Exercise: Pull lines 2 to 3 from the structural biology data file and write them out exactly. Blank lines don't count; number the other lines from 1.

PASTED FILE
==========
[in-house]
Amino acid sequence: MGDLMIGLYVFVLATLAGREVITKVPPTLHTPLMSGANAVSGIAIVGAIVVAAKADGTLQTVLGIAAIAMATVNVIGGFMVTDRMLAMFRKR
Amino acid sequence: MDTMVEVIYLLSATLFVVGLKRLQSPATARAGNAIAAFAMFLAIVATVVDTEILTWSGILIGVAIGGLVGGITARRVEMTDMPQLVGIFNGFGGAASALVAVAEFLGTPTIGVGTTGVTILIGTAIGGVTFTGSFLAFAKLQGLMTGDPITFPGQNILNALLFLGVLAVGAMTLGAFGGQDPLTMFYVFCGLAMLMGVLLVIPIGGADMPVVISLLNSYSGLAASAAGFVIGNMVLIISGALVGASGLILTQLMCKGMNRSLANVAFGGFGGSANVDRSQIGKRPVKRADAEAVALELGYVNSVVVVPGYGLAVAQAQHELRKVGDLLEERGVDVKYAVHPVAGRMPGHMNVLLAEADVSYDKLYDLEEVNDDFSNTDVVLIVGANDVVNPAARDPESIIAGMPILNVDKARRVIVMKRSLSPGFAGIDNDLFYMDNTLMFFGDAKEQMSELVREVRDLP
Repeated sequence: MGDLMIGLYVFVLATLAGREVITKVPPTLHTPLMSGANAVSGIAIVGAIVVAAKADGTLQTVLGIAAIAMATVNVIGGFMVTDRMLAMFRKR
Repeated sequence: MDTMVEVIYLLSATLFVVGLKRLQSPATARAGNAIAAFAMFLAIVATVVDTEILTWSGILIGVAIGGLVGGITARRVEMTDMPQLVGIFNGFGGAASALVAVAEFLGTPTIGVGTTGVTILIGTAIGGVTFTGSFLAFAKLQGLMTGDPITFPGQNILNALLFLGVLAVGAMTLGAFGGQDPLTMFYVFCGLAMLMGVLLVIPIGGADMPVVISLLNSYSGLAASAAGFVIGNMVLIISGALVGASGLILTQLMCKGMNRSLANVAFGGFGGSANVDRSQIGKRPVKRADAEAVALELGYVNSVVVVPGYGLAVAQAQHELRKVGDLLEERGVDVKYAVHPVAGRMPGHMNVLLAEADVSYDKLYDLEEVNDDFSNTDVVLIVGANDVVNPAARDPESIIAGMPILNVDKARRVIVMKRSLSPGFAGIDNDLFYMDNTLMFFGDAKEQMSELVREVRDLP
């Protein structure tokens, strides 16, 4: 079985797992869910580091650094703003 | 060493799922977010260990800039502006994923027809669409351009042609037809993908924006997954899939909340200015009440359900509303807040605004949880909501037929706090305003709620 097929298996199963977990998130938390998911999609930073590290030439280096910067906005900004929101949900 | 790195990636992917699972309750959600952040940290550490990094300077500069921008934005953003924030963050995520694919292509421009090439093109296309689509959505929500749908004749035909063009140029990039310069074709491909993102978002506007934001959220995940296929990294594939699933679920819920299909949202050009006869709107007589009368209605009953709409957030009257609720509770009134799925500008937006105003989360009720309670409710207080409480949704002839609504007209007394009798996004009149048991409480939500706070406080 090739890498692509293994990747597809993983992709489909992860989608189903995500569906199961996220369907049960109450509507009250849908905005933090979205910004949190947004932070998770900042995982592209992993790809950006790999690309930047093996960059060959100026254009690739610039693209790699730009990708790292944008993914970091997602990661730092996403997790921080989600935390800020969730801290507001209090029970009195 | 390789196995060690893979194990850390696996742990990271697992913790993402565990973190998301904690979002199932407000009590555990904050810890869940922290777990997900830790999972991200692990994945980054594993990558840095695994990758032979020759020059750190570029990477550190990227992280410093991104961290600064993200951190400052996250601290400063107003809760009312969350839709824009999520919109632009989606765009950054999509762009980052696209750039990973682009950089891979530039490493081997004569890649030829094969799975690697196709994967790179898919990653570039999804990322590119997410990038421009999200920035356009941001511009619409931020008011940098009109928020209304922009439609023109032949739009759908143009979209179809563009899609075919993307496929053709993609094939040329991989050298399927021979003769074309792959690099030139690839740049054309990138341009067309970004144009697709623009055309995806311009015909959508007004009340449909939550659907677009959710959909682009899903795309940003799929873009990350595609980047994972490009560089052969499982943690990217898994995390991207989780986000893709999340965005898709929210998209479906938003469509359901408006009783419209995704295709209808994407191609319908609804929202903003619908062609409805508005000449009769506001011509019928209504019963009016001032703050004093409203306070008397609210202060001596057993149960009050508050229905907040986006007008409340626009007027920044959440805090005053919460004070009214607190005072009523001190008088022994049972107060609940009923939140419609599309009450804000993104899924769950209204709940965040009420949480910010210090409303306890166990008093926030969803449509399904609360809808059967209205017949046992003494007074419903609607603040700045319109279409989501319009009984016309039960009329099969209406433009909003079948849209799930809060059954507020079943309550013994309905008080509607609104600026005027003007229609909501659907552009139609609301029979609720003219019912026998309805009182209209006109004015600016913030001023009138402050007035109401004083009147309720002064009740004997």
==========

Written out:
Amino acid sequence: MGDLMIGLYVFVLATLAGREVITKVPPTLHTPLMSGANAVSGIAIVGAIVVAAKADGTLQTVLGIAAIAMATVNVIGGFMVTDRMLAMFRKR
Amino acid sequence: MDTMVEVIYLLSATLFVVGLKRLQSPATARAGNAIAAFAMFLAIVATVVDTEILTWSGILIGVAIGGLVGGITARRVEMTDMPQLVGIFNGFGGAASALVAVAEFLGTPTIGVGTTGVTILIGTAIGGVTFTGSFLAFAKLQGLMTGDPITFPGQNILNALLFLGVLAVGAMTLGAFGGQDPLTMFYVFCGLAMLMGVLLVIPIGGADMPVVISLLNSYSGLAASAAGFVIGNMVLIISGALVGASGLILTQLMCKGMNRSLANVAFGGFGGSANVDRSQIGKRPVKRADAEAVALELGYVNSVVVVPGYGLAVAQAQHELRKVGDLLEERGVDVKYAVHPVAGRMPGHMNVLLAEADVSYDKLYDLEEVNDDFSNTDVVLIVGANDVVNPAARDPESIIAGMPILNVDKARRVIVMKRSLSPGFAGIDNDLFYMDNTLMFFGDAKEQMSELVREVRDLP